- Nations and States in Russia and the West
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The disintegration of the USSR has forced Western observers to think more deeply about the complex interactions between nations and states. The seriousness of this matter is suggested by the fact that in ordinary English the words “nation” and “state” are often used interchangeably. The term “nation-state,” though more precise, still conceals a host of pitfalls. Nationally-minded intellectuals and politicians typically think of the nation as a natural social unit, and of particular states as the natural political embodiments of particular nations. In actuality, nations are human communities that change [End Page 185] continuously in response to events inside and outside their social boundaries, and states are institutional structures that are often created by the actions of elites rather than the wishes of pre-existing nations. It follows that the relationship between nations and the states that govern them is frequently problematic. One state may encompass more than one nation, and a trans-border nation may be governed by more than one state. Over time, a state governing several nations may blend them into a single nation, or the state itself may be divided into several states. The Eurasian upheaval of the past decade serves as a powerful reminder that the human boundaries of nations and states do not necessarily coincide, and that in these circumstances the distinction can take on enormous political importance.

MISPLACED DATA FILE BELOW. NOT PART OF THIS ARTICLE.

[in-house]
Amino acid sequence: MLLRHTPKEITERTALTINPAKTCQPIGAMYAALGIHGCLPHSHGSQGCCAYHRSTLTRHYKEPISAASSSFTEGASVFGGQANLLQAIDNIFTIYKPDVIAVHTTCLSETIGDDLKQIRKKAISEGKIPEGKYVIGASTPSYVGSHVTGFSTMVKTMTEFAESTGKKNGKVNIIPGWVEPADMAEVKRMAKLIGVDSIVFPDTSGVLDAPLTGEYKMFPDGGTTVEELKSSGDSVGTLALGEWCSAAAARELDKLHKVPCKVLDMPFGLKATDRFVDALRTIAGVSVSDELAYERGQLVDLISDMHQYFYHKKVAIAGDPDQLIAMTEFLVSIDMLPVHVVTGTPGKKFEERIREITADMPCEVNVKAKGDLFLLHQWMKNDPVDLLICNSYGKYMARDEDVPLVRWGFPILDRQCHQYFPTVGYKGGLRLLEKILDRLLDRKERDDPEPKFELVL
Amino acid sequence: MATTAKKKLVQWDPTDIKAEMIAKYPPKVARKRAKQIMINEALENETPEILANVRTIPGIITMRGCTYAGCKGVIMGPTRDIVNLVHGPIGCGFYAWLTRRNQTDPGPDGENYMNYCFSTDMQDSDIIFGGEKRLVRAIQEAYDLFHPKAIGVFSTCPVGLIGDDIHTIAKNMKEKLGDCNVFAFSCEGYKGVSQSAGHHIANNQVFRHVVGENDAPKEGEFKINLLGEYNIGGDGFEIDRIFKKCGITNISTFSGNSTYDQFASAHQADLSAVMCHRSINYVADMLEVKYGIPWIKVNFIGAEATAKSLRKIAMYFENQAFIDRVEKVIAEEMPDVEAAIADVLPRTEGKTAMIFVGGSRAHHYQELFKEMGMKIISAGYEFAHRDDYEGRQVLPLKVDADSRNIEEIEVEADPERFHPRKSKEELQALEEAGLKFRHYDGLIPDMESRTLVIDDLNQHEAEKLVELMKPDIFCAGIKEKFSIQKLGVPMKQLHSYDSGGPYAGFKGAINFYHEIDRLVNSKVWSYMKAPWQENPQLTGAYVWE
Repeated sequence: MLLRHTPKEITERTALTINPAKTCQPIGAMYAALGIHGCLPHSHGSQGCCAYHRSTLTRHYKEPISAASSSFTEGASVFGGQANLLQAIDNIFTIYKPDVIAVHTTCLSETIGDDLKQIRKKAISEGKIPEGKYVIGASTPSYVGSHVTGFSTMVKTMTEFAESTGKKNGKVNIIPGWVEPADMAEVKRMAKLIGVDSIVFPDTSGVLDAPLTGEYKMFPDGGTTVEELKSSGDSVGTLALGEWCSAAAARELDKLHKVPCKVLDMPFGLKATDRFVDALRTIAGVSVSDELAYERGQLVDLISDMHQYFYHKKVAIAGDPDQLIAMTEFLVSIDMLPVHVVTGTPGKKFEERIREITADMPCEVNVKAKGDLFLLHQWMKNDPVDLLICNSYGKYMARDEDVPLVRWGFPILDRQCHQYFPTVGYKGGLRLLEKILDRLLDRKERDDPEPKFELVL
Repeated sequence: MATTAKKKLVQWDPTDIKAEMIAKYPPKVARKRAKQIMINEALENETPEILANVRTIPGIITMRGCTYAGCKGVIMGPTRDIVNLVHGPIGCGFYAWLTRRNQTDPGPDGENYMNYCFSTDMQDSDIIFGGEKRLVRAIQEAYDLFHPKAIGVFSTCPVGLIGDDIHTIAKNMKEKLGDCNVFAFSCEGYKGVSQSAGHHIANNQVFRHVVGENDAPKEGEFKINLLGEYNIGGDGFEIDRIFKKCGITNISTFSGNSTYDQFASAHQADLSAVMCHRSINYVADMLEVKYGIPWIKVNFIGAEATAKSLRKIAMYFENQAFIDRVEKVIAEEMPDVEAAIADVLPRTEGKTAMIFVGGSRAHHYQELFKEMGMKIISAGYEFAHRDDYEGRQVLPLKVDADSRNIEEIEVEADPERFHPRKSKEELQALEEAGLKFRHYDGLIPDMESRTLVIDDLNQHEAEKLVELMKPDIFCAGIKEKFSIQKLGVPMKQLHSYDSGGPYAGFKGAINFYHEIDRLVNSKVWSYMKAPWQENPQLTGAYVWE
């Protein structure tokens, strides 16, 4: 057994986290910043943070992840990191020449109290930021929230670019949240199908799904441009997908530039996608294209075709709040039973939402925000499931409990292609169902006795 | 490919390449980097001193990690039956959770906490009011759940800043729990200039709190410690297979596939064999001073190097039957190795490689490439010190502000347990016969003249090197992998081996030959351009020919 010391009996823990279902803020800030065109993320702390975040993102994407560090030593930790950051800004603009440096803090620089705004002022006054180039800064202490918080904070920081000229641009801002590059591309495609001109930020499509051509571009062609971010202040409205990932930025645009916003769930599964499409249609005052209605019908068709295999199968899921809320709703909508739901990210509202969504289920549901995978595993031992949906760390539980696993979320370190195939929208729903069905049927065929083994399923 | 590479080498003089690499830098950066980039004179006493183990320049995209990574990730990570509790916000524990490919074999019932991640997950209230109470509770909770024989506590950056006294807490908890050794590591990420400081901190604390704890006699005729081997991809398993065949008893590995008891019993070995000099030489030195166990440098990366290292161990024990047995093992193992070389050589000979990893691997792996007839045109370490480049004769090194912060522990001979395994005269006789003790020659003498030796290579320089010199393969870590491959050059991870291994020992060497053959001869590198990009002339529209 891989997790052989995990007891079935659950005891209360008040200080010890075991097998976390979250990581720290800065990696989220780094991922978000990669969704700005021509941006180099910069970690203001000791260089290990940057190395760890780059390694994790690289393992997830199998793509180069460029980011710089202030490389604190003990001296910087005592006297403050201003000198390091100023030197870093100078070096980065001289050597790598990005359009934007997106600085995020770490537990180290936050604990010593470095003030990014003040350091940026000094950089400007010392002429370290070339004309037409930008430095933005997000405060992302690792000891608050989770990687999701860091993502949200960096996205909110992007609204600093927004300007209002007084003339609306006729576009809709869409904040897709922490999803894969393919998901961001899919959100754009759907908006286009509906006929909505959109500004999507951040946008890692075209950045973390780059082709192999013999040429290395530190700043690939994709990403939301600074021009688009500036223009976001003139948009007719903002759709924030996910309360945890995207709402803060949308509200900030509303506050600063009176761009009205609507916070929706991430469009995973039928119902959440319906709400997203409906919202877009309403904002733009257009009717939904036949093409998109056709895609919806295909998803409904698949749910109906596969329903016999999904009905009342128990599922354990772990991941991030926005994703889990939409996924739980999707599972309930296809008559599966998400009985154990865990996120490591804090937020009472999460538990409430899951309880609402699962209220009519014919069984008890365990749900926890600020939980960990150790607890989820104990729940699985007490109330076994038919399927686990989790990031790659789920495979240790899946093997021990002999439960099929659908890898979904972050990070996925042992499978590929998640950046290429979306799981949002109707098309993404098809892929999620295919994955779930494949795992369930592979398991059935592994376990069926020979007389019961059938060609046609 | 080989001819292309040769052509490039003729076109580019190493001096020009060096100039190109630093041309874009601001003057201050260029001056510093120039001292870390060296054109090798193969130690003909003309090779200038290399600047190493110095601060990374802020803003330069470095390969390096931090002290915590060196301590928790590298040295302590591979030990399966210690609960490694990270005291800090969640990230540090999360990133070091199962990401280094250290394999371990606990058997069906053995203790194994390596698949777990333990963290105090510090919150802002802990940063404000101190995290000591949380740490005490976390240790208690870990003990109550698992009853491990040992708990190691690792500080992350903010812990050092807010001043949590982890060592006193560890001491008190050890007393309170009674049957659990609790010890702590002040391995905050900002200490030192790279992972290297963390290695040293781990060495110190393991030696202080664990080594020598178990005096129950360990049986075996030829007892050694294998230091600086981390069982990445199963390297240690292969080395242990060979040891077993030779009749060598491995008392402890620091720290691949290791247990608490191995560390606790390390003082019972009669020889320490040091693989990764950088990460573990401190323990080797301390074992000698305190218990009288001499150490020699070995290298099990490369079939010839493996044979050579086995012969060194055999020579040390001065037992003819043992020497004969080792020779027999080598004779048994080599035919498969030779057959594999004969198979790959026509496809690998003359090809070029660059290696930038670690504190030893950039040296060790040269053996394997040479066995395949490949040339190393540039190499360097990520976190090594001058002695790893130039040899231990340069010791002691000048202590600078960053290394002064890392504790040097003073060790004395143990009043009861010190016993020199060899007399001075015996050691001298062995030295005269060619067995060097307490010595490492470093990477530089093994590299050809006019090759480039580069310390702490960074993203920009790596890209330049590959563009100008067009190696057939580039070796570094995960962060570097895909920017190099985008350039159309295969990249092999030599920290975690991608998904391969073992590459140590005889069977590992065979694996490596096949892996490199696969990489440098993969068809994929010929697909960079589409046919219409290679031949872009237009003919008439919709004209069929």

Analyzing the ethnonational aspects of the Eurasian upheaval poses an uncommon challenge. If the recent turning points in the development of Russia and the other post-Soviet states sometimes appear obvious, that is a reflection of the problem: they are too obvious. Together with the extraordinary velocity of events, the political dynamics of policymaking in the Western democracies and in the post-Soviet states themselves have created pressures to seize on explanations that impart a sense of clarity, if not inevitability, to developments that still are poorly understood. Analysts now commonly describe the USSR, long regarded as a modernizing nation-state, as the last of the great multinational empires, doomed to extinction by its inability to modernize. More specifically, some observers explain the destruction of Soviet communism as the consequence of a powerful tide of repressed nationalism that purportedly existed before the communist era and resurfaced when Soviet ideology began to erode. Reasoning along similar lines, other commentators suggest that the past decade has witnessed the resurgence of an “eternal Russia” whose essential predisposition to autocratic rule can be traced as far back as the reign of Ivan the Terrible in the sixteenth century. This pessimistic gloss on Russian nationhood is akin to the suggestion of some analysts that the “Eastern” type of nationalism in the former Soviet bloc is more destructive and harmful to individual freedom than the benign “Western” variant in the rest of Europe and North America.
But what is the East—or, for that matter, the West? These familiar geopolitical concepts have come unmoored. Most states in what used to be called Eastern Europe have committed themselves to integration with what used to be called Western Europe, and some of the USSR’s former republics have embraced the same objective. The push to emulate Western political and economic [End Page 186] systems has compelled analysts to ponder the permanence or changeability of national cultures, and the influence of a country’s national culture on its prospects for institutional convergence with the West. In the case of...